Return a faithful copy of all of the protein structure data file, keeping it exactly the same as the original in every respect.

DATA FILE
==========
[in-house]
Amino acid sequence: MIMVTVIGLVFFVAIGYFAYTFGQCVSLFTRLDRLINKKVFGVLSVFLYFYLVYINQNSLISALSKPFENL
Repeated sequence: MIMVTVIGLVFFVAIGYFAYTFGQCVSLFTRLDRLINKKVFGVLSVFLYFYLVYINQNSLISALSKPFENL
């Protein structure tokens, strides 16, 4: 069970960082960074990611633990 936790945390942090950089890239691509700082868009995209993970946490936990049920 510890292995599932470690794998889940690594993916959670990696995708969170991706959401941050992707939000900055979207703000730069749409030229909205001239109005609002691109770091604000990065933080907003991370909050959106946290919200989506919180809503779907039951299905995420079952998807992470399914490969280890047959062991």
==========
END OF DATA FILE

[in-house]
Amino acid sequence: MIMVTVIGLVFFVAIGYFAYTFGQCVSLFTRLDRLINKKVFGVLSVFLYFYLVYINQNSLISALSKPFENL
Repeated sequence: MIMVTVIGLVFFVAIGYFAYTFGQCVSLFTRLDRLINKKVFGVLSVFLYFYLVYINQNSLISALSKPFENL
């Protein structure tokens, strides 16, 4: 069970960082960074990611633990 936790945390942090950089890239691509700082868009995209993970946490936990049920 510890292995599932470690794998889940690594993916959670990696995708969170991706959401941050992707939000900055979207703000730069749409030229909205001239109005609002691109770091604000990065933080907003991370909050959106946290919200989506919180809503779907039951299905995420079952998807992470399914490969280890047959062991």